Homicides in Smyth County are relatively rare, and unsolved ones rarer still. Cases may grow cold, but they are never closed, according to county investigator Captain Chip Shuler who said cold cases continue to be investigated no matter how long they have gone unsolved.

Almost 35 years ago, the name Sharon Blankenbeckler was on the lips of many Smyth Countians following her disappearance from the then-Kmart parking lot and the discovery of her body on Walker Mountain.

Recently, a cousin of hers mailed the News & Messenger a letter referring to the 1977 case and said, “Surely, there is evidence that was collected and can now be checked with the new technology of today, such as DNA.” The letter then asks how many cold cases are in the files.

Shuler said there are only three unsolved homicide cases in the county in the past 30 years. A police officer is assigned to stay on each case and continue to look for leads and information.

Shuler said the state forensics lab has told him it is willing to review the evidence in the Blankenbeckler case and apply technology unavailable 35 years ago, like DNA analysis.

“DNA’s brought us to the front on a lot of things,” said Shuler.

“I would really like to get it [solved] for the sheriff before he leaves,” Shuler said.

Re-elected in November 2011 and a young deputy in 1977, Sheriff David Bradley has said this will be his last term.

“We’re not giving up on it,” Shuler said, noting that persons of interest 35 years ago are still of interest.

Recently, Shuler briefly considered as a person of interest a serial killer who was grabbing national headlines prior to Blankenbeckler’s murder, the notorious Ted Bundy, who is thought to be responsible for the deaths of possibly 100 women.

For Shuler, hallmarks of Bundy’s known murders, for which he was executed in the electric chair, matched details of Blankenbeckler’s disappearance and murder, including his preference for women who parted their hair in the middle.

But the dates in Bundy’s timeline eliminated him as a suspect, Shuler said. Blankenbeckler disappeared while Bundy was in jail awaiting trial.

The 2006 death of Paige Odom in Chilhowie remains an open case after a special grand jury investigating the death reported this summer it found “insufficient evidence to establish probable cause for a charge of unlawful killing of Paige Odom.”

At first thought to have been the result of an accidental fall down stairs at the house she rented, the cause of Odom’s death was listed as “undetermined” in the autopsy report from the state Office of the Chief Medical Examiner.

But the report also said, “The injuries on the extremities were very atypical for a fall mechanism and much more suggestive of a fight and/or some form of physical restraint. In addition, on the right wrist a circular contusion with linear components was present suggestive an object or ligature was applied. The officers attending the autopsy did indicate that an ornate bracelet with a floral pendant was found in another room on the floor. The hand and finger injuries are consistent with self defense injuries.”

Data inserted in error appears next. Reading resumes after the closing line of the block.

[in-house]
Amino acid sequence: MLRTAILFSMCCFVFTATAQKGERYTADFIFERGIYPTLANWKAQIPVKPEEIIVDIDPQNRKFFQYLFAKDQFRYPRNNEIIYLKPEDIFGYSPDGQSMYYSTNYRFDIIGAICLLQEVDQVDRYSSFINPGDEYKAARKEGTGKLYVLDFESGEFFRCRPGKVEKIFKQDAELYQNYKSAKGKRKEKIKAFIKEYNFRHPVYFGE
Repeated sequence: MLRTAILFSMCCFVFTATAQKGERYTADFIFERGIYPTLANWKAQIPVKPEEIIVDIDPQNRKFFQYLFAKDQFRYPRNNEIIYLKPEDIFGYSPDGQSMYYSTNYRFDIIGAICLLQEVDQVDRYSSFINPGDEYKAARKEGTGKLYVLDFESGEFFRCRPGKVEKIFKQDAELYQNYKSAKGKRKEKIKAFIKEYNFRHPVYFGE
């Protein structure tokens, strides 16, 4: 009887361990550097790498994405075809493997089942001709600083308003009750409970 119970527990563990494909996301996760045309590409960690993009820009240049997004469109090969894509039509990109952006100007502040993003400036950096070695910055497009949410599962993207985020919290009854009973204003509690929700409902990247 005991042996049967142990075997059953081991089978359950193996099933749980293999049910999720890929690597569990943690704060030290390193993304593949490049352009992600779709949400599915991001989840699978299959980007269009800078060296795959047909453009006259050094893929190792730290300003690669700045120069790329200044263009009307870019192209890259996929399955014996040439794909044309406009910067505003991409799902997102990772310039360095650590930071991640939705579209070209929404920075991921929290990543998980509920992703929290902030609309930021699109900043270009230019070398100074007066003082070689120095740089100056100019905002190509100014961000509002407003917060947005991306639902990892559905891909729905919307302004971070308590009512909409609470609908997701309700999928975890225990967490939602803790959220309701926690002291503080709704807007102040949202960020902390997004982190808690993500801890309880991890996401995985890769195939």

“The findings are highly suspicious for a violent death,” the autopsy concluded.

The third unsolved case is the disappearance and murder of Barbara Jean Pauley Hunt, although Shuler said it is filed under missing persons.

According to the Doe Network, Hunt went missing Jan. 17, 1985, at the age of 25. Hunt was last seen by her sister who saw her walking down Marion’s Main Street the day she disappeared. Hunt was said to be crying. She was to report to jail that day and said police wanted her to give information about friends, but Hunt opposed serving as an informant.

Reports said Hunt went to the Club Cafe on Main Street and that four girls took her out of the club and that Hunt “was pretty doped up.” One of the women had a flat tire, so they borrowed a car. A couple of hours later they returned the car and Hunt was not with them.

On June 9, 1995, a Chilhowie man was arrested for Hunt's murder, but a jury was unable to reach a verdict in the case.

In a second missing person case, Donald Ray Billings was last seen walking away from the scene of a car accident he had on Feb. 14, 1997. Billings crashed his car on Highway 16 near Hungry Mother Grocery, the Doe Network reported. He told a man at the scene he was all right and did not appear to be injured, the witness told the sheriff's office. Billings, 30 at the time, started walking down the road toward Mitchell Valley and has not been heard from since.

When he disappeared Billings stood between 5'6" and 5'8", weighed 150-160 lbs., and had brown hair and brown eyes. Distinguishing characteristics include a distinctive gap between his upper front teeth, and he was uncircumcised, the Doe Network reported.

The Doe Network is “a volunteer organization devoted to assisting law enforcement in solving cold cases concerning unexplained disappearances and unidentified victims from North America, Australia and Europe,” its website said.

According to Shuler, current and new cases keep the sheriff’s staff busy, allowing little time for review of files in old cases.

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